PaperG

Victor Wong, left, and Roger Lee started their advertising technology company, PaperG, less than two years ago in New Haven. Their client list has grown to more than 50 companies, including The Hearst Corp. and The Boston Globe. (MICHAEL MCANDREWS / THE HARTFORD COURANT / May 29, 2009)

In late 2007, just before the great American financial meltdown began in earnest, Victor Wong turned down a summer job at a major New York investment bank to fire up a tiny enterprise of his own.

For good measure, he dropped out of Yale, too.

The bank was Lehman Brothers. The start-up was PaperG, which Wong, now 22, founded with a friend, recent Harvard graduate Roger Lee.

Today, once golden Lehman Brothers is bankrupt and liquidating, a casualty of America's economic distress. PaperG, a tiny, largely unknown advertising technology firm, has raised two rounds of private investment, attracted a corps of well-connected advisers and struck deals with more than 50 companies, including The Hearst Corp., The Boston Globe and MTV's college media network.

PaperG's product — self-service advertising for websites — is one effort of many by companies trying to make sense of the fractured mass media ad market, formerly dominated by newspapers and TV. The company bills its Internet-based software as an easy-to-use, low-cost option for advertisers and publishers alike.

Most technology start-ups fail. But brains, capital and connections suggest promise for PaperG. And the six-person firm's impressive list of paying customers sets it apart from other start-ups. Wong and his colleagues hope they can convert the venture into a 1990s-style payoff.

"Go public or sell the company," he said in a recent interview at the PaperG offices, situated between an ice cream shop and an art gallery.

PaperG stands for "paper generation," a reference to the struggling industry in which the company has sought its first customers — newspapers. It may seem like a counterintuitive strategy, but there's a method to the madness.

"When you're looking for new opportunities, you want to find customers in pain," said Wong, a California native who started his first money-making Internet business, a video game review publication, at age 14. "They're willing to pay for a solution. That's the perfect time to jump in."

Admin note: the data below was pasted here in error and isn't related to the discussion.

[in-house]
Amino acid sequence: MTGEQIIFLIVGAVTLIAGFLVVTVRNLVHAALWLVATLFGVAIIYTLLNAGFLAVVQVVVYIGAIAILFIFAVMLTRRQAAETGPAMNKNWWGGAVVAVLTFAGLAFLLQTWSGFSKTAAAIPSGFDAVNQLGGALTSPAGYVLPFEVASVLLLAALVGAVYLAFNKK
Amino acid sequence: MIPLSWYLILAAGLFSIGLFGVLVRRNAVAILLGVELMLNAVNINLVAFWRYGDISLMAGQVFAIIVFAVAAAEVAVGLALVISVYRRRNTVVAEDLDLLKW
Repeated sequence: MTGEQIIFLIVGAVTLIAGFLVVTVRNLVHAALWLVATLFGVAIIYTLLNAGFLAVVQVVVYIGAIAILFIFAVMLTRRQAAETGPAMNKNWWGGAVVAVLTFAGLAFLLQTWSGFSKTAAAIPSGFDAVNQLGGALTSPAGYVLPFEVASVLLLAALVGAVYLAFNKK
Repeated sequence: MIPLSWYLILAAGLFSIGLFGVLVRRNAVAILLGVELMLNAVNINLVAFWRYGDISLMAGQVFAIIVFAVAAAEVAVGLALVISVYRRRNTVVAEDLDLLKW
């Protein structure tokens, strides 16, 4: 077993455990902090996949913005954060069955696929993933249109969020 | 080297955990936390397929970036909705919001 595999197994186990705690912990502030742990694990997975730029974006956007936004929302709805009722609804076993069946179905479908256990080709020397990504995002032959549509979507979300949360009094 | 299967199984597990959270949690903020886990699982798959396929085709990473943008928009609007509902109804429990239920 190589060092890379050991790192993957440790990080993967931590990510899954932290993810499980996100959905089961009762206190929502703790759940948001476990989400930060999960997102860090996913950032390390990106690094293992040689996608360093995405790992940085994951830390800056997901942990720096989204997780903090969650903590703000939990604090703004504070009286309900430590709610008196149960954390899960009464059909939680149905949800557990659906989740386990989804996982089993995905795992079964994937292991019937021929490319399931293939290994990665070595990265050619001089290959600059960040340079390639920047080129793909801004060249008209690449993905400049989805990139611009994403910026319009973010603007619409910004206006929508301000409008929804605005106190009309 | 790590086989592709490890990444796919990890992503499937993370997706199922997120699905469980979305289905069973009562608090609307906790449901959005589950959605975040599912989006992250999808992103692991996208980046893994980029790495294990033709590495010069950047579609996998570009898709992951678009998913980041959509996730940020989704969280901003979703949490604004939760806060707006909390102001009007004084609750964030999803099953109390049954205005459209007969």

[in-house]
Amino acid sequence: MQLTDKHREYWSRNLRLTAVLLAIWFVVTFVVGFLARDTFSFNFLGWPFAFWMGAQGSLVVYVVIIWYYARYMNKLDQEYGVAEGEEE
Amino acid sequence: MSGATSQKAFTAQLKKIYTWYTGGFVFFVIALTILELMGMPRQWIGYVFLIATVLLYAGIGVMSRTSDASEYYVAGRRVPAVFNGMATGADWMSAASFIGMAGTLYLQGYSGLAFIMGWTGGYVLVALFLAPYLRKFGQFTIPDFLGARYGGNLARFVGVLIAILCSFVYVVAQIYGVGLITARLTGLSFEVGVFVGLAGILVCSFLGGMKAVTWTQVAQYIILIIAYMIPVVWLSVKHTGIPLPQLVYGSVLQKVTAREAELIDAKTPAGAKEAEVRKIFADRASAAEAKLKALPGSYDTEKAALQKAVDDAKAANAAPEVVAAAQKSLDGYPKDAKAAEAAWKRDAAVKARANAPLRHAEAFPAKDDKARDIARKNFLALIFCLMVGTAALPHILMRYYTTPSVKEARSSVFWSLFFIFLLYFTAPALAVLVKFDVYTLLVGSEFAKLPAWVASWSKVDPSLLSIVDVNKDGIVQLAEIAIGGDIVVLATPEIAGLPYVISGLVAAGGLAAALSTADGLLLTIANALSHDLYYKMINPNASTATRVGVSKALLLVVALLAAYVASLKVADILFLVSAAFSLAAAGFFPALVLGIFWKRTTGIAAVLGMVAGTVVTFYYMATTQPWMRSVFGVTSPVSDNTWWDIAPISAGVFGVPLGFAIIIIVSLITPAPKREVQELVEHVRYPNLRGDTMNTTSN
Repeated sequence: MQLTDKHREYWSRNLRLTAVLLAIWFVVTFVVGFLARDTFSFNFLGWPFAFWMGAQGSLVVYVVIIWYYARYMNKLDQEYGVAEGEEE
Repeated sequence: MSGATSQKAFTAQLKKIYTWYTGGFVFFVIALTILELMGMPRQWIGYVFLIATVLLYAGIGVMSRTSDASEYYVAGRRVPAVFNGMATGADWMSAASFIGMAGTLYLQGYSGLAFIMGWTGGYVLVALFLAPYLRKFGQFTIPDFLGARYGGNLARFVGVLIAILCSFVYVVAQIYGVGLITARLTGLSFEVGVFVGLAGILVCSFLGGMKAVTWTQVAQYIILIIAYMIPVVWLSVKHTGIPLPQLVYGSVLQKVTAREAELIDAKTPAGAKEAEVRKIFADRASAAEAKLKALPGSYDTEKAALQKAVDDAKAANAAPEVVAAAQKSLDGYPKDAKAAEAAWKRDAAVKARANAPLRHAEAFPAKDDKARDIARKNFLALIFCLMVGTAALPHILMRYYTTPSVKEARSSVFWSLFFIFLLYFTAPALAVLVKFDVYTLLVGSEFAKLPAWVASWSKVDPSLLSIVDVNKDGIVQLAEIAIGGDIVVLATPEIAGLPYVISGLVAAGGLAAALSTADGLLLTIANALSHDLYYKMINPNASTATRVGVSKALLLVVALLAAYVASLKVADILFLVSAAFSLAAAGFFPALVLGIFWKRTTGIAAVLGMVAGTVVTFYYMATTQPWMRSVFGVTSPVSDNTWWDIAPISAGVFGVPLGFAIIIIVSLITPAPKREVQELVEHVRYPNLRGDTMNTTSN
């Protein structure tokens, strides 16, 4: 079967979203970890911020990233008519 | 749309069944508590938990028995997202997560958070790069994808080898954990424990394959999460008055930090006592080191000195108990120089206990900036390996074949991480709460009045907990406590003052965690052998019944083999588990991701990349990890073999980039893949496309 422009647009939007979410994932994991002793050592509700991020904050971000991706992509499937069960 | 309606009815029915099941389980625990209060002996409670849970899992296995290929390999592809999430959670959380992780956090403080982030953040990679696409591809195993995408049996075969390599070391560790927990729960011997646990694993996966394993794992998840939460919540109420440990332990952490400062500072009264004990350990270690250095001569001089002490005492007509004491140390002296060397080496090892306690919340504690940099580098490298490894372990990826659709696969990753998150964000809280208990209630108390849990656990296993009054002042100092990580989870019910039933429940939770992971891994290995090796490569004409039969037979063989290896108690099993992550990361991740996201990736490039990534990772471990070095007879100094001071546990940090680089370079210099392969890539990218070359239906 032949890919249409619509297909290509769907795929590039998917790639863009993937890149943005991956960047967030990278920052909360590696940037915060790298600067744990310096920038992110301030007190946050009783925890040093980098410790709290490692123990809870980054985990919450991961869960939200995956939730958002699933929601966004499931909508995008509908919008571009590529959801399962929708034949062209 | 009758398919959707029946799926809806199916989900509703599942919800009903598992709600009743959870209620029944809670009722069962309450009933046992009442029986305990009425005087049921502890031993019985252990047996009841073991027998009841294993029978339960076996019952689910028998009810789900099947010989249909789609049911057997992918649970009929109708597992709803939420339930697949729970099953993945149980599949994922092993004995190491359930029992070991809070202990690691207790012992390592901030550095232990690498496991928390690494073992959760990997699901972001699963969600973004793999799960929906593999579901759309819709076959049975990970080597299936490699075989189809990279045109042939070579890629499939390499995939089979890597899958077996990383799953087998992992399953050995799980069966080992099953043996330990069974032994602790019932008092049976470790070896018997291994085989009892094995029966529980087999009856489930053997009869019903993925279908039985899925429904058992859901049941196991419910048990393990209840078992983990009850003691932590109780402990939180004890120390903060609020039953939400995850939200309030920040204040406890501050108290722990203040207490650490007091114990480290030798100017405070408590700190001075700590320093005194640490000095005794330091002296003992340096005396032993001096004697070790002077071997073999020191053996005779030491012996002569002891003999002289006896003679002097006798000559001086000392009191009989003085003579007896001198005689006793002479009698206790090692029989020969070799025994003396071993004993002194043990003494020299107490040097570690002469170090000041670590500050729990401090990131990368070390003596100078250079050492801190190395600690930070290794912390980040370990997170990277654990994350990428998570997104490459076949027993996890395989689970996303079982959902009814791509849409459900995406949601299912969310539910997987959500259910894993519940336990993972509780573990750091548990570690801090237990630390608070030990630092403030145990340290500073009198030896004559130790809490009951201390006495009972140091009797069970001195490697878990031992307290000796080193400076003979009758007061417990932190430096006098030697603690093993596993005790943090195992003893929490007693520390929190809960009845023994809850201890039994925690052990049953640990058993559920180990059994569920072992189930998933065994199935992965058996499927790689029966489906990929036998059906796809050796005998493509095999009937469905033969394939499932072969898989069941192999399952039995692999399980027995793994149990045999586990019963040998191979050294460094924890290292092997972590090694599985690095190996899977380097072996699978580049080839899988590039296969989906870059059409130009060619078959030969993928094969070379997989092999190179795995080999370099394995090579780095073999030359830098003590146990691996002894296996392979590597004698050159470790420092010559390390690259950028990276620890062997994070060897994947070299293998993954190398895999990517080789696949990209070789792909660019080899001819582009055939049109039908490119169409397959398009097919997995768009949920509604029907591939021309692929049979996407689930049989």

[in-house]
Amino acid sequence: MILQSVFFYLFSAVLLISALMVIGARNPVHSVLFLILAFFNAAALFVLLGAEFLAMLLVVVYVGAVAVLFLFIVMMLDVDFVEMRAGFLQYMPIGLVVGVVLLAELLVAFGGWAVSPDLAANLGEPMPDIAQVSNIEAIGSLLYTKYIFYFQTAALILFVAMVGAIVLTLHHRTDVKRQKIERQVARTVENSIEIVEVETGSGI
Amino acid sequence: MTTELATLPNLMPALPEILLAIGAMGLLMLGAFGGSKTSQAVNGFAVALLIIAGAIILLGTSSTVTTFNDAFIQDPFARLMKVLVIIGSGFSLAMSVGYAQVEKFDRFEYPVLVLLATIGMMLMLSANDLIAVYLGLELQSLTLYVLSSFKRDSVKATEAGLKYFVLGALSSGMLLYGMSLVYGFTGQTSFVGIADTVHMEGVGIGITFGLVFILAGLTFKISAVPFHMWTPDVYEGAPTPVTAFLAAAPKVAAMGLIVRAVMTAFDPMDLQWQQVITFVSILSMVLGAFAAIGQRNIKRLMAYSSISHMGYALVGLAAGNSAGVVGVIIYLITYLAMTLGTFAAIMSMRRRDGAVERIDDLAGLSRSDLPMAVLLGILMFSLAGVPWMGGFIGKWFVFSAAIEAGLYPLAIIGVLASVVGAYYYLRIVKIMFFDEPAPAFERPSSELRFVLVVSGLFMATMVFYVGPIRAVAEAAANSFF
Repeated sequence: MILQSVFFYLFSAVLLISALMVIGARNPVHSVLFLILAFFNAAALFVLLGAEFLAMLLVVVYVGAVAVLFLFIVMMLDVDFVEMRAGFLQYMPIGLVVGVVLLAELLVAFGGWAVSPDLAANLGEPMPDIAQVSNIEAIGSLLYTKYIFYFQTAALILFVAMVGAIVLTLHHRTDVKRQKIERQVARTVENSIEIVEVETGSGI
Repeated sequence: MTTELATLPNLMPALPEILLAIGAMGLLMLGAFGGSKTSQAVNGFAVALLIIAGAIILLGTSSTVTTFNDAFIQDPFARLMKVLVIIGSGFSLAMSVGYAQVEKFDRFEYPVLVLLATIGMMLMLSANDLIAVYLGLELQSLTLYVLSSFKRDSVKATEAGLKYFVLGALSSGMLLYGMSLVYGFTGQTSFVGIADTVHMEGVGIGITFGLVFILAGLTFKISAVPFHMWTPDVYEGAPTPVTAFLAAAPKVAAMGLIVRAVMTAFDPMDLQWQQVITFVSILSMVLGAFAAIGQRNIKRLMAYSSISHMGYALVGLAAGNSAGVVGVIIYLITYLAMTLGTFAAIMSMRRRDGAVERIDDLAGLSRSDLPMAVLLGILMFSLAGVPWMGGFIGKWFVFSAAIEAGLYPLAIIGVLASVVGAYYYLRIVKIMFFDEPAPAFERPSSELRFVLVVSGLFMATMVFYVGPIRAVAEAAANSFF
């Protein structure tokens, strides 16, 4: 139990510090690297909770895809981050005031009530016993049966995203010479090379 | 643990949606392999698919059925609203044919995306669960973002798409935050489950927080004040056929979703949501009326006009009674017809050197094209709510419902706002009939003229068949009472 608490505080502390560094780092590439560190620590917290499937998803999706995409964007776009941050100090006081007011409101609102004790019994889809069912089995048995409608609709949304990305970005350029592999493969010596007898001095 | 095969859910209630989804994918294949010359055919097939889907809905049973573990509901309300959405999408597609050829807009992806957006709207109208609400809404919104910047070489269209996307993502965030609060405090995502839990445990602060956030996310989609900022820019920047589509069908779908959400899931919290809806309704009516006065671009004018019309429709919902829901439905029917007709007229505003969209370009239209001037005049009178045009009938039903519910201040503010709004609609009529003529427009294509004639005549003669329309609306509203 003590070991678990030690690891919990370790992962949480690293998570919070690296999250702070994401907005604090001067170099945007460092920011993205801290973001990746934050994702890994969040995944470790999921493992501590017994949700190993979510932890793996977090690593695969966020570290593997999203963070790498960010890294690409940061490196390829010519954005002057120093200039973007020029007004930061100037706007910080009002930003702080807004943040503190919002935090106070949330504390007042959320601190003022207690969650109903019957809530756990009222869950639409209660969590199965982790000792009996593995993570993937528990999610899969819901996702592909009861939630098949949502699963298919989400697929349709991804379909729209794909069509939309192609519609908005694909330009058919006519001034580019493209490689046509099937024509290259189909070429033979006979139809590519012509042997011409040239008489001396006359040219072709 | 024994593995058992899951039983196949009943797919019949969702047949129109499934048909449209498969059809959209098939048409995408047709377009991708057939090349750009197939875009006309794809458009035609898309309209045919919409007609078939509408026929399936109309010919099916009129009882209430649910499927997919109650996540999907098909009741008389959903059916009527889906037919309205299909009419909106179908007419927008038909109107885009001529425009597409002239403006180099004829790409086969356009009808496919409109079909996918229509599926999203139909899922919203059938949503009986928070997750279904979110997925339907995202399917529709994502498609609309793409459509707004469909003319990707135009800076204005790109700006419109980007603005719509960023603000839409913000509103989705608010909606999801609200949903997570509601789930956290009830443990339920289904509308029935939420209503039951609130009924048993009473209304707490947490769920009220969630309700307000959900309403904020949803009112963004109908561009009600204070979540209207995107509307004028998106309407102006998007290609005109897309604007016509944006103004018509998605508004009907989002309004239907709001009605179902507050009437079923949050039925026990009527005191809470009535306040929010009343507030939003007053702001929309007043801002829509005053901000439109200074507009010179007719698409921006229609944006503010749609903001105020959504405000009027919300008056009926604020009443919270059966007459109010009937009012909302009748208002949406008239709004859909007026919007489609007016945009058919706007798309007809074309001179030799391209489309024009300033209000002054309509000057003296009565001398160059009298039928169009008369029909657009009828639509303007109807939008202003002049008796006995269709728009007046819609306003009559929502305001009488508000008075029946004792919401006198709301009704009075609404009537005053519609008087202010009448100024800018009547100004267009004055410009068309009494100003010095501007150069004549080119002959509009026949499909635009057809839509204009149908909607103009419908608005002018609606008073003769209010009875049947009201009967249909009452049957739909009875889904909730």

Newspapers live and die by the advertising they sell, and websites have taken away a lot of it, even as papers' own sites are attracting record numbers of visitors. But newspaper websites still generate far less revenue than their print versions. The guys at PaperG think their "Flyerboard" software can help draw new ad dollars to the Web.

Newspapers aren't PaperG's only target market, but PaperG chose them as a starting point based on their prominence within small, well-defined markets — towns and cities.

"They serve a local audience, and we have a solution for local advertising," Wong said.

The 'New Classifieds'

The idea is to create an electronic version of the local coffee shop cork board and attract paid ads from small local businesses, event promoters and individuals who might post fliers for free in public places instead of buying advertising.

Using an interface embedded in the Flyerboard area of a host website — basically an electronic bulletin board — the advertiser uploads an image of an existing ad and pays for it. It typically appears on the site within an hour, Wong said.

The bet is that a local rock band, for example, might be willing to pay to post an electronic version of a flier for an upcoming gig on a well-known local publication's website if the process is quick, painless and inexpensive.

National advertisers could also use separate Flyerboards to tailor ad campaigns for local markets, Wong said, noting that Disney, H&M and Nike have all posted ads using Flyerboard.

In theory, the advertiser benefits by gaining exposure to the publication's local audience without having to create a new advertisement from scratch. The publication benefits by attracting new advertisers, and without requiring the labor of the sales staff (though a sales staff can also use Flyerboard as a tool).

PaperG is developing a second software product that could automatically generate ads for local businesses using information about them already on the Web.

Said Wong, "This is the new classifieds."